Special Issue "Deductive Systems in Traditional and Modern Logic"
Deadline for manuscript submissions: closed (15 August 2019) | Viewed by 46160
A printed edition of this Special Issue is available here.
Interests: logic and its applications; metalogic; history of logic; philosophy; mathematics; information sciences; theory of deductive systems and foundations of mathematics
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I have the intention of launching a Special Issue of Axioms devoted to (1) the presentation of some new deductive systems, modified known systems and little-known systems with their specifics, intuitive foundation, and methodological or metamathematical properties (2) comparison of systems of the same scientific discipline with each other; as well as (3) a collective review of current and updated systems of the same type, taking into account discussed below all aspects and explaining their functioning in the past, present, and future (deductive systems will be understood as deductive theories and distinguished from their syntactic characterization by appropriate ordered pairs or triples).
Contemporary understanding of science, as a science of a high degree of exactness, requires treating it as a deductive theory (a deductive system). Loosely speaking, such a theory (system) is a set of its language sentential expressions that includes the set of all its expressions which are derivable (are deducible) from some expressions of the set by means of deduction (inference) rules, i.e. which are its consequences and have a proof on the basis of the expressions of the set. The feature of deductive systems (theories) is the deducibility and provability of their theorems. These systems are built using a method of deduction employing (a) the axiomatic method or (b) the natural deduction method (Jaśkowski-Słupecki-Borkowski, Gentzen or semantic tables). Method (b) leads to natural deduction systems, and the most often used method—(a)—leads to axiomatic systems and to the presentation or characterization of logical and mathematical theories as axiomatic deductive systems. Methods (a) and (b) may be used to build some other scientific disciplines such as physics, chemistry, sociology, philosophical and psychological sciences, information sciences, discursive sciences, computer science and some technical sciences.
Deductive sciences have not always been and are not always immediately built as axiomatic systems. Depending on the degree of methodological precision, three of their forms are distinguished: pre-axiomatic, non-formalized axiomatic, and formalized axiomatic. As we know, the pre-axiomatic form was typical of arithmetic and geometry, and later set theory, and probability theory and its axiomatization was carried out only in the 19th century, while such mathematical theories as the Boolean system and theories of groups, rings, fields were immediately built as formalized axiomatic ones. Logical systems (calculi) and theories based on them and constructed by means of a deduction method are most often formalized axiomatic systems, but they can also be considered as formalized natural deduction systems.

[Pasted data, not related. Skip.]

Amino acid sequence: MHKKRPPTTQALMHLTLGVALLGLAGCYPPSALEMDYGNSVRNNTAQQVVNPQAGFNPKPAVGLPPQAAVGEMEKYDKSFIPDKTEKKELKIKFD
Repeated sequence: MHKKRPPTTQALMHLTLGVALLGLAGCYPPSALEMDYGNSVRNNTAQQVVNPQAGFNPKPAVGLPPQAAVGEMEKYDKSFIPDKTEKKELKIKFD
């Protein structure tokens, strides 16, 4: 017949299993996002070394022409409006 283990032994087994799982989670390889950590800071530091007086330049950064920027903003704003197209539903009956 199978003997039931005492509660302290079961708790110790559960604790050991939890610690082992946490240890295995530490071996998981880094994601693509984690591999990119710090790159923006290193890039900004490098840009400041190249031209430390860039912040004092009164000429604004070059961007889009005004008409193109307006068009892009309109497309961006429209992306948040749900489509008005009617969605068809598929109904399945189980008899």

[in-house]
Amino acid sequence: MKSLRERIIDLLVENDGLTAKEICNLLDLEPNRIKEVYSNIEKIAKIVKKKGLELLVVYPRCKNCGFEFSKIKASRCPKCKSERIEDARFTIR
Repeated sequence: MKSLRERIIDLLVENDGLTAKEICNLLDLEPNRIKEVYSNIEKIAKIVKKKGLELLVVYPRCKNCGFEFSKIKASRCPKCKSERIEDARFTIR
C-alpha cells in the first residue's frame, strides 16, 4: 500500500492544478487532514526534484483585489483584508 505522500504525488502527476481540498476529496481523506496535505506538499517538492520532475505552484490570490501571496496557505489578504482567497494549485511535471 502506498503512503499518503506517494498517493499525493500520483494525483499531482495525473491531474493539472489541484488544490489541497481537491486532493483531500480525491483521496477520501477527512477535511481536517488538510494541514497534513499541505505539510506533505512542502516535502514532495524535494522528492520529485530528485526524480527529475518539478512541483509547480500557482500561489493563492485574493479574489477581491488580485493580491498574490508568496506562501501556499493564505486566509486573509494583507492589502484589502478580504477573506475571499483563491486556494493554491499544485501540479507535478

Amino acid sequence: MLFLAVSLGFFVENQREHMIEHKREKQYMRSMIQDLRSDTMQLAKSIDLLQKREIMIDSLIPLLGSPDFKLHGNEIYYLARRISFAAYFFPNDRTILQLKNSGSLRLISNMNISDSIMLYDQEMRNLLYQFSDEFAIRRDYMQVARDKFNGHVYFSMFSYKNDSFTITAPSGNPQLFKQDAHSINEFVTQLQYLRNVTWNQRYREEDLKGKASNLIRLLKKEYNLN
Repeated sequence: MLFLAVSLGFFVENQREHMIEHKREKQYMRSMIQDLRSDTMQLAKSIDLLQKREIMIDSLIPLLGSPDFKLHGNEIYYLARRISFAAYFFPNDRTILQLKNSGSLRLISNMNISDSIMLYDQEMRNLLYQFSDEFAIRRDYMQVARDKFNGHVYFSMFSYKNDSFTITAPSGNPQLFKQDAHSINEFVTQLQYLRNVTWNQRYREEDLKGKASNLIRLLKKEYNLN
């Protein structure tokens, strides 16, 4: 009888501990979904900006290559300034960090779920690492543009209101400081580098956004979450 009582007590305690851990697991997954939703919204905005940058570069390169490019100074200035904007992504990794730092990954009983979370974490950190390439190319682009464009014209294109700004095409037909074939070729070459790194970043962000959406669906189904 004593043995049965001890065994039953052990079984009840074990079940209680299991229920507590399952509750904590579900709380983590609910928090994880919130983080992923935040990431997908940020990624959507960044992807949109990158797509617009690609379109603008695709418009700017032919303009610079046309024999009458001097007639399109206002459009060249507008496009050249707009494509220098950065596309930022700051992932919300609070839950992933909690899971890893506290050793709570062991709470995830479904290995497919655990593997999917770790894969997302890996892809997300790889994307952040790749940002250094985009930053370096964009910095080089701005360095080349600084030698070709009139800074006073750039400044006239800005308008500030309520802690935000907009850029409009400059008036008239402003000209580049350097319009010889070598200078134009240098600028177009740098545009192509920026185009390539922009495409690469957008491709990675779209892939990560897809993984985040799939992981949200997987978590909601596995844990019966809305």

Formalized axiomatic systems have a tradition originating from G. Frege (1891, 1903), but the first axiomatic system (non-formalized) in the history of science—as it was disclosed by Jan Łukasiewicz in his famous monograph on Aristotle’s syllogistic (1951)—was Aristotle’s syllogistic. J. Łukasiewicz initiated the construction of the first systems of syllogistic corresponding to the contemporary requirements, and thus the formalized axiomatic systems. He conducted formalization of syllogistic on two levels, using, for the first time, in addition to the usual axiomatic method by means of proof, a new axiomatic method by rejection proof—the so-called axiomatic rejection (or refutation) method. He, and continuators of his ideas (mainly J. Słupecki and the co-workers from his research circle), applied this method to the bi-level formalization of some classical and non-classical logical deductive systems of sentences or names to define two disjoint sets of language expressions of the given system: the set of all its theses (theorems); asserted, accepted, intuitively true expressions (called the assertion system); and the set of all the other non-accepted, or intuitively false, rejected expressions of the system (called the rejection or the refutation system). In this way, the bi-aspectul formalization of deductive systems provides some new inspiration to build different sciences.
Prof. Dr. Urszula Wybraniec-Skardowska
Dr. Alex Citkin
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- Metalogic and metamathematics
- Well-formed expression
- Deduction and natural deduction
- Deductive sciences
- System of axioms
- Inference rule
- Proof and methods of proof
- Consequence operation
- Deductive system (theory)
- Assertion system
- Refutation (rejection) system
- Classical and non-clasical logical and mathematical systems
- Deductive systems of different sciences
- Methodology of deductive systems